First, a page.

There's been so much behind-the-scenes drama at AMC's "The Walking Dead" that it threatens to overshadow the intense, gripping horror series that's entering its second season. The good news is that the unceremonious firing of executive producer/show runner Frank Darabont is not evident in the first two episodes made available for review. After that? We'll see.
Season two begins shortly after the destruction of the Centers for Disease Control that ended the show's first season. Sheriff Rick Grimes (Andrew Lincoln) continues to lead a band of survivors of a zombie apocalypse as they try to stay alive amidst roving herds of the undead.
The opening scene of the season premiere (9 p.m. EDT Sunday) finds Grimes on the radio, sending out a message to Morgan, a character viewers met in the series pilot. In that message, Grimes teases what he learned in a whisper at the CDC, but then he doesn't actually reveal what was said. Surely viewers will learn that conversation's contents later in the season.
After that, it's back to being on the run. The survivors' caravan gets caught in a briar patch of abandoned vehicles on a highway leaving Atlanta. It's a logical story point and one that lesser shows might skip past, but "The Walking Dead" never abandons the reality of its premise. It's also not surprising to see the survivors scavenge parts and supplies from other vehicles.
If the first season was about introducing the world, the 90-minute premiere and the following week's episode go about advancing the plot while also cementing the personalities of the characters who make up this ragtag band of survivors. We're reminded of the broken relationship between Grimes' wife, Lori (Sarah Waynes Callies, "Prison Break"), and Grimes' best friend, Shane (Jon Bernthal, "Eastwick"), who fell in love while Grimes was in a coma.
Andrea (Laurie Holden, "The X-Files") remains guilt-ridden after the death of her sister. She's also mad at Dale (Jeffrey DeMunn) for saving her life and not allowing her to choose suicide back at the CDC.
Daryl (Norman Reedus) seems less volatile than he was last season when his hillbilly brother Merle was left for dead. T-Dog (Robert "IronE" Singleton) has an accident that could imperil his life. And Carol (Melissa McBride), out from under the shadow of her abusive husband who died last season, tries to make life as bearable as possible for her daughter, Sophia (Madison Lintz).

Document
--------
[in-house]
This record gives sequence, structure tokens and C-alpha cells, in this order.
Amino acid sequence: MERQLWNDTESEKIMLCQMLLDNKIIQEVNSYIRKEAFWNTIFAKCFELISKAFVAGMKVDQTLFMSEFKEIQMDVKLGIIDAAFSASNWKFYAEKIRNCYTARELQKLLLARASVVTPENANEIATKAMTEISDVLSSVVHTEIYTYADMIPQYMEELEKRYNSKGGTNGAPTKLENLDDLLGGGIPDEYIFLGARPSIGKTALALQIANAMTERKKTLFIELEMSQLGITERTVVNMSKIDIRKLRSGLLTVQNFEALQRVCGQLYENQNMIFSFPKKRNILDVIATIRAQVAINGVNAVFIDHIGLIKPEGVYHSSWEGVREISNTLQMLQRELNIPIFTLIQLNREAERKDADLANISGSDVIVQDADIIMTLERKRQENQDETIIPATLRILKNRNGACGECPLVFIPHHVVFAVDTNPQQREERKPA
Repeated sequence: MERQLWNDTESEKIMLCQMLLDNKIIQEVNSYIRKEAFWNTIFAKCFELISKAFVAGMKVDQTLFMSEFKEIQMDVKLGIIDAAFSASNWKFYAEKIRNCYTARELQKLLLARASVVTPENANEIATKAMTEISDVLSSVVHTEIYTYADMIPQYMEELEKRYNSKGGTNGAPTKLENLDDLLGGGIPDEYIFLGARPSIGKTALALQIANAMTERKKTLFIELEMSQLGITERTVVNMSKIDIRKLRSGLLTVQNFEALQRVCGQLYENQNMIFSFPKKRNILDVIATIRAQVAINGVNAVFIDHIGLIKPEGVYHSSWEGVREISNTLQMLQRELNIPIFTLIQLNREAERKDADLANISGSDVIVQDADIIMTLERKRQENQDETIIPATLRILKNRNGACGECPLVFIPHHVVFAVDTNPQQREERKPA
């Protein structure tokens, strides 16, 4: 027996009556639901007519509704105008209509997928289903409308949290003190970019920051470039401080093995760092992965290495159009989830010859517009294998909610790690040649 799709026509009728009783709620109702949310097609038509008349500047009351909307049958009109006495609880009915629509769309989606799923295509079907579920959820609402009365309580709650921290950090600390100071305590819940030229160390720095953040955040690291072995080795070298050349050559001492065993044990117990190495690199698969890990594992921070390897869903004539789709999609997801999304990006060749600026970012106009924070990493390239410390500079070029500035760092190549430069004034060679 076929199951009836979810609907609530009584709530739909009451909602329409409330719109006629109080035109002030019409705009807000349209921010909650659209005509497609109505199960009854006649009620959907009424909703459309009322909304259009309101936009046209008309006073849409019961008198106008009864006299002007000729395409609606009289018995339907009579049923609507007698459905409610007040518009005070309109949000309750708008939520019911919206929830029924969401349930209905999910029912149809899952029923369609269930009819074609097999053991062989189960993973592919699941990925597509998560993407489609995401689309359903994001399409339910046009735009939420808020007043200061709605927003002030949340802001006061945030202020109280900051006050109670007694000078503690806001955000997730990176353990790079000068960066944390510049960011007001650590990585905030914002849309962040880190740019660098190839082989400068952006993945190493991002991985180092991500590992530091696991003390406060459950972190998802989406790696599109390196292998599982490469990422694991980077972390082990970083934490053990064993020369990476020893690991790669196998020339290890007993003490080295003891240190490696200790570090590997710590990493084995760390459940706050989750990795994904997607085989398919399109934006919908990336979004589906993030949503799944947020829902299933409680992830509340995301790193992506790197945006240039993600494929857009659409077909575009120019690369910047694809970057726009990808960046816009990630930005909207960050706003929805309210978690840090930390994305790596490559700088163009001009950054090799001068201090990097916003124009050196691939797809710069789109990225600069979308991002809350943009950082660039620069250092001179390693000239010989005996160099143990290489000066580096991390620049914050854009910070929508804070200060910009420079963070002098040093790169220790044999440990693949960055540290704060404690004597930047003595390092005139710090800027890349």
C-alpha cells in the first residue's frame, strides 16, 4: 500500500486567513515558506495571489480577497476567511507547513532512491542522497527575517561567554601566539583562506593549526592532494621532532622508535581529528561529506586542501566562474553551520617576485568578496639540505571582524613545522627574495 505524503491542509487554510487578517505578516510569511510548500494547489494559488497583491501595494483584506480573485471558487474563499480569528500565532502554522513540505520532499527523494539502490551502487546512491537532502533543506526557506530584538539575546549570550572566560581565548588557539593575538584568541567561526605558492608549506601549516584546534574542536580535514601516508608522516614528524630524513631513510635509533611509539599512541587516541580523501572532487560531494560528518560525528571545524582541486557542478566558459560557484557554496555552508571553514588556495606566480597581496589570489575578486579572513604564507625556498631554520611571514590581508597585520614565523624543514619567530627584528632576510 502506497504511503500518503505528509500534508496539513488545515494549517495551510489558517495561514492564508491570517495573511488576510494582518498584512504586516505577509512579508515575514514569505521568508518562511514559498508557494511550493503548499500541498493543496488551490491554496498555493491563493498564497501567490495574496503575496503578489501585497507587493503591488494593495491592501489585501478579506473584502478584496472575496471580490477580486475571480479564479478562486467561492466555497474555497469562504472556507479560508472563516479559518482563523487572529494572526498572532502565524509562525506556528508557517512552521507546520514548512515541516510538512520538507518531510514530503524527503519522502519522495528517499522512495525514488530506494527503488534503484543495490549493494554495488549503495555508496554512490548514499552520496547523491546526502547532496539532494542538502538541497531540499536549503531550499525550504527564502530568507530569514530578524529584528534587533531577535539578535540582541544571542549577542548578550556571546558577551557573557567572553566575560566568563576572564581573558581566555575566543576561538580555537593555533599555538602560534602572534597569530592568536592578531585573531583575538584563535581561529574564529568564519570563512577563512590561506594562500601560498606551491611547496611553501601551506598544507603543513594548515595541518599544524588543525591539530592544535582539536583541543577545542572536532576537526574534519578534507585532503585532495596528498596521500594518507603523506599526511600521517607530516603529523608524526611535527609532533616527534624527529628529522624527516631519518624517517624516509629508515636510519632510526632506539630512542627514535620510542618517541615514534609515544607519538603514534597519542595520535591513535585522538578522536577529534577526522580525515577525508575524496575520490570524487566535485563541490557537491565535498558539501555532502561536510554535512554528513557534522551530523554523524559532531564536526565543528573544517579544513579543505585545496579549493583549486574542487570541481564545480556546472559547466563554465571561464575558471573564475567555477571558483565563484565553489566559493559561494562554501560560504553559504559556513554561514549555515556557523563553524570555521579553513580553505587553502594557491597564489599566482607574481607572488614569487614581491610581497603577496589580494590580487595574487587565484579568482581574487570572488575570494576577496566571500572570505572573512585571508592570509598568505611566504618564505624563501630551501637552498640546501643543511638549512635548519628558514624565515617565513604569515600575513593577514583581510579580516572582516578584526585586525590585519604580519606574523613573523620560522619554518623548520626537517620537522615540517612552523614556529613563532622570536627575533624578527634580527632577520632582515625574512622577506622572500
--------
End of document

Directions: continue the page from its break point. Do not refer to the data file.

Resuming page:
Glenn (Steven Yeun), who proved himself a smart, valuable member of the group in season one, doesn't have much to do in the first two episodes of season two, which focus on two unexpected crises that lead the group to another set of survivors at the farm of an older gentleman named Hershel (Scott Wilson).
When you step back and think about what happens in these first two episodes of "The Walking Dead," you realize that, in terms of plot, there has not been a ton of forward momentum. But the show creates tension -- through atmosphere and characters the audience cares about -- and offers so many make-you-jump scares that by the end of an episode, you're left breathless. How many TV shows have that effect?
The work of co-executive producer Greg Nicotero continues to be gorily impressive. The zombies come with a multitude of disfigurements and are destroyed in a variety of creative/disgusting ways -- spear through the eye, anyone? The effects are so believable that "The Walking Dead" can be difficult to watch at times, but that's true of most horror films.
In addition to his work on the TV series, Nicotero directed a six-episode Web series (available at amctv.com) about the Bicycle Girl zombie who was shot in the show's pilot episode last year.
After this Sunday, the second season of "The Walking Dead" will continue with six more one-hour episodes this fall before taking a break until Feb. 12 when the show returns with an additional six episodes to complete its second season.